With driver retention, it can be hard to correct unwanted behavior in drivers. Software, such as AssetWorks Field Service Solutions (FSS), is a great way to determine where driver behavior needs improvement- but data is useless if not addressed and corrected. Combining driver recognition and reward programs with your fleet solution will increase driver efficiency, decrease potential liability, and reduce additional turnover.
When creating your driver reward program, these four components should be included to see the desired outcome:
With different software comes different data. Having data is not a bad thing if you are focusing on the correct metrics. AssetWorks FSS provides driver scorecards so managers can visually see where each driver can improve- making it easier to correct unwanted behavior.
Now that you have the right metrics and know what behaviors need to be improved, it is time to lay out the incentives. If a driver is not motivated to correct unwanted behavior, the behavior will likely continue. Offering additional money to drivers’ paychecks and recognition is an easy way to get them to make better decisions on the road, but how do you determine how much to reward drivers?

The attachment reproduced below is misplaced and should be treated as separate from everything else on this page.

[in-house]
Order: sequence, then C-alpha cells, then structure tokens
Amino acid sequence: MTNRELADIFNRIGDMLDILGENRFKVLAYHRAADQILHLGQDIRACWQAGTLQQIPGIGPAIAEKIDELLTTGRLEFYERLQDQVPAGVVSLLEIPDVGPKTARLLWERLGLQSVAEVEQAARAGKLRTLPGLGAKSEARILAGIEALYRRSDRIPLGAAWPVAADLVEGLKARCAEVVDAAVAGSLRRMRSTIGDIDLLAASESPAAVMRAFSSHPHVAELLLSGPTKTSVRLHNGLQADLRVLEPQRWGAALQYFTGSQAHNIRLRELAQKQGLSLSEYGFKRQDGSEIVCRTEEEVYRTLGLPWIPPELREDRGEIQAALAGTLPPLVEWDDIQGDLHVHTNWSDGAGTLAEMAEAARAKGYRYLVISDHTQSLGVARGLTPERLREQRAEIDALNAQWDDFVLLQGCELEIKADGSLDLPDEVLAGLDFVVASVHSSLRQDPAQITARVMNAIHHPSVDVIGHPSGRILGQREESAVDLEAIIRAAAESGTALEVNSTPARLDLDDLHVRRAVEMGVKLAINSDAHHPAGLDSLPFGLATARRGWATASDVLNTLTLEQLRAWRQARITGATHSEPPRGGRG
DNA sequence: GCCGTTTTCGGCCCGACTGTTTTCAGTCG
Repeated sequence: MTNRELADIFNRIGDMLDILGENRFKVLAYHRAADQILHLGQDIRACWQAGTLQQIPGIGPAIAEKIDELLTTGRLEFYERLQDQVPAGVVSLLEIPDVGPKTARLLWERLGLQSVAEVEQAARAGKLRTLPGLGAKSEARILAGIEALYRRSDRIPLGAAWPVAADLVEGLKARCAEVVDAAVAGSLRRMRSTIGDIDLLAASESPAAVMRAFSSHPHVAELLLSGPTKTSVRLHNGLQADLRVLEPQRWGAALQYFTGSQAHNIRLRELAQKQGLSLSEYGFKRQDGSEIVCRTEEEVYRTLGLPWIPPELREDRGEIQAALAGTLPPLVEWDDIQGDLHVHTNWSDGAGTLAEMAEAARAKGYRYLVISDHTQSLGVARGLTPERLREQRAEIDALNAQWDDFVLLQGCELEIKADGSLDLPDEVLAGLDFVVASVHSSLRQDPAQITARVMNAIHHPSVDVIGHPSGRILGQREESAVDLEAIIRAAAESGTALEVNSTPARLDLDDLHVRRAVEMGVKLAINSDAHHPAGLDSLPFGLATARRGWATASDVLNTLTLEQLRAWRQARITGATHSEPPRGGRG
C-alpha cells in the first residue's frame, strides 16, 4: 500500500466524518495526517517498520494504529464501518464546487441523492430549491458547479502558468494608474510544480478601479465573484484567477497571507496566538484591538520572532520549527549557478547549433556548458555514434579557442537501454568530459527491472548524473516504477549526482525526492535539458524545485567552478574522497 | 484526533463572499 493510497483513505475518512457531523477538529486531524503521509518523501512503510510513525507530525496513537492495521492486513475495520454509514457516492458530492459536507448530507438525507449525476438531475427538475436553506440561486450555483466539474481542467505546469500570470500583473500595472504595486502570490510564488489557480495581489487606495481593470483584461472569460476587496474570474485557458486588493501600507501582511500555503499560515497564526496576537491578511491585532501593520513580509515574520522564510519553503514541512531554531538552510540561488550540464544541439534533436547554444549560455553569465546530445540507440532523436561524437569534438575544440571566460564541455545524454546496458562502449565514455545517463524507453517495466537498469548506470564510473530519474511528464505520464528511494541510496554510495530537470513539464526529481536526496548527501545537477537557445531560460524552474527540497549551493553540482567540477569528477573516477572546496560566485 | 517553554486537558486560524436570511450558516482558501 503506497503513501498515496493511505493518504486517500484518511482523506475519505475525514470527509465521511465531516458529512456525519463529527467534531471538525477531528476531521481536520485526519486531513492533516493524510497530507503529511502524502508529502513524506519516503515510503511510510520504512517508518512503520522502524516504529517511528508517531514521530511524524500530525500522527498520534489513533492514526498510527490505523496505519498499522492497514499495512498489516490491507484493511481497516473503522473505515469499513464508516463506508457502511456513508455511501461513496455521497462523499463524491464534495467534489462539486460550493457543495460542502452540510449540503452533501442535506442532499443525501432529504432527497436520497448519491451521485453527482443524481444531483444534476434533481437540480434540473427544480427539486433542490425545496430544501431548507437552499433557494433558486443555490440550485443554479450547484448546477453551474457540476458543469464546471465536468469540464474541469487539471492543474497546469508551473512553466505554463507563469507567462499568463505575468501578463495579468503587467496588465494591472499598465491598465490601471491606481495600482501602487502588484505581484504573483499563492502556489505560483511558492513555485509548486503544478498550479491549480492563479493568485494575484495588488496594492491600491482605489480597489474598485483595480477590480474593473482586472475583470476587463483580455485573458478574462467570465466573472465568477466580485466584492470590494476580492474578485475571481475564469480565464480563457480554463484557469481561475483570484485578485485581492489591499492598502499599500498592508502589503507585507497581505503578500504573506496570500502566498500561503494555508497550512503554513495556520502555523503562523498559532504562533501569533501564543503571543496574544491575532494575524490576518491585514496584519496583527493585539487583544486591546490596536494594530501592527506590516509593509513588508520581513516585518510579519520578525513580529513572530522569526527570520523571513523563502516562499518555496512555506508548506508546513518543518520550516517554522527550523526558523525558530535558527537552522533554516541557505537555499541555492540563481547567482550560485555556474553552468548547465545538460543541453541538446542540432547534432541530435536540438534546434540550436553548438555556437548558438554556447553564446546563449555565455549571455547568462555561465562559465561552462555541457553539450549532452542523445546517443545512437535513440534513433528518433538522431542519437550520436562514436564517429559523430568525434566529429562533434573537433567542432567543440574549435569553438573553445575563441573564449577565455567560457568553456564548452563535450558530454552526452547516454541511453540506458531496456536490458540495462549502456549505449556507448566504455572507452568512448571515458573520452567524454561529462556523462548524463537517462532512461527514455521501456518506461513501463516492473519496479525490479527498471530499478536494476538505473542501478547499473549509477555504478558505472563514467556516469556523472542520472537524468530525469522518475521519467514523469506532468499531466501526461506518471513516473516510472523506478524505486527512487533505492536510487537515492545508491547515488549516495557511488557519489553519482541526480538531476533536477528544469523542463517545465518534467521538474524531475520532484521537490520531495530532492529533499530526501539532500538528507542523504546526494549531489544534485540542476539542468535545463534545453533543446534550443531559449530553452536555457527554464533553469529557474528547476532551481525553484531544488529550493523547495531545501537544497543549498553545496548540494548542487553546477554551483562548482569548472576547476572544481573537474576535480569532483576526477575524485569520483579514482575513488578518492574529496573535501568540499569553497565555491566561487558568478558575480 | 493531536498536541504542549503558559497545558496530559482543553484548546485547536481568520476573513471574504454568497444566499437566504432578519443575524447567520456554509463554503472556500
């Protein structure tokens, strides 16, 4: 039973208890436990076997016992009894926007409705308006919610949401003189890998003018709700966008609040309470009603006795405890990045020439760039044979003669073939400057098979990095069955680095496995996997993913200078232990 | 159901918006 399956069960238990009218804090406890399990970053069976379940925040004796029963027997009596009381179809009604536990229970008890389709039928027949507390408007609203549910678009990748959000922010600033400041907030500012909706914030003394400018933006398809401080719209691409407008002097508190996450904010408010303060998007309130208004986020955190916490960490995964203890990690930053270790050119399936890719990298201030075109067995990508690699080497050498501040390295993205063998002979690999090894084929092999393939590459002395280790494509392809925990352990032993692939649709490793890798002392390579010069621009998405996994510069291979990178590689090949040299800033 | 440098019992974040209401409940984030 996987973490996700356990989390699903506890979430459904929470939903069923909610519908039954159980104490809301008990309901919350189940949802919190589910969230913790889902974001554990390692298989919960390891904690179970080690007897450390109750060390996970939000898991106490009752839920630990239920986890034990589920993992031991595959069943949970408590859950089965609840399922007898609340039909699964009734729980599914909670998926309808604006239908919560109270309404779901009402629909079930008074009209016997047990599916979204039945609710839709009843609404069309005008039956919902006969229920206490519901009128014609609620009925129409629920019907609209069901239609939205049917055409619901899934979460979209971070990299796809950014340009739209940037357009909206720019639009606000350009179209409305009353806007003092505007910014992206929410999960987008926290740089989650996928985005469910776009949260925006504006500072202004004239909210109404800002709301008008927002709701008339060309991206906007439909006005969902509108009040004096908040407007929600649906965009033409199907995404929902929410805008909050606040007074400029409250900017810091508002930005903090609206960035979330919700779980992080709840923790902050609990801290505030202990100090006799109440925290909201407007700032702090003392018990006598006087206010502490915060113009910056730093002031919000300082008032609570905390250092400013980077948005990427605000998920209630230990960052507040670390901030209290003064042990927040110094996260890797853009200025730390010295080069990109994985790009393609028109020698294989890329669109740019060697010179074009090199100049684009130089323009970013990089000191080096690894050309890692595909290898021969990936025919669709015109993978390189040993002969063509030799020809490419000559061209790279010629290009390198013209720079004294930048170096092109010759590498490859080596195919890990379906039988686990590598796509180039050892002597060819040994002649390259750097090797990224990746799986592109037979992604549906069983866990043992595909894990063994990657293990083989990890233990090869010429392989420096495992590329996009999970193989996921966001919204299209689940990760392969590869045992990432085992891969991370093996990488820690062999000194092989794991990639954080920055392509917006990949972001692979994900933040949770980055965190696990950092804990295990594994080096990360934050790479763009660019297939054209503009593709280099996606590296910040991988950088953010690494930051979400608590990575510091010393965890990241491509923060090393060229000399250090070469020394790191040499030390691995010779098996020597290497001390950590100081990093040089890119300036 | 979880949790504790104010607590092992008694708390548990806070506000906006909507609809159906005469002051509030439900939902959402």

A weighted scorecard, based on a range of important factors, is a fair way to determine a driver’s payout. Saying they can miss out on a bonus because of one incident does not motivate them to practice safe behavior for the remainder of the bonus period. If a driver has the chance to still receive a partial payout, even after an adverse incident, they can still choose to do well in other areas: hard braking, idling, or speeding- so they can still receive some type of reward.
FSS’s scorecards offer fleets the analytics and data to present drivers with a balanced evaluation. Scorecards do not only show drivers where they are performing poorly but also highlight where they are striving- motivating some friendly competition. This competition will help sustain continuous improvements, so fleets continue saving money and seeing safe driver behavior.
Showing drivers not only where they are performing poorly but also where they are performing well helps support retention efforts. Top performers should feel appreciated if managers want to keep them in their organization.
Once a driver corrects an unwanted behavior, the job is not over. The benefits your fleet sees from the improved behavior will not continue with ongoing monitoring of behaviors- the same goes for bad behavior. Good performers need to feel appreciated by managers, just as much as low performers need instruction.
Since you now have a plan on how to conduct your driver’s reward program, it is time to get started. To have a successful outcome, you must have your scorecards available.
AssetWorks FSS offers a GPS/telematics solution so managers can receive updates in real-time to reduce the chances of dangerous events. This data is then generated into a scorecard report so managers can easily keep track of driver performance- making for a successful driver reward program.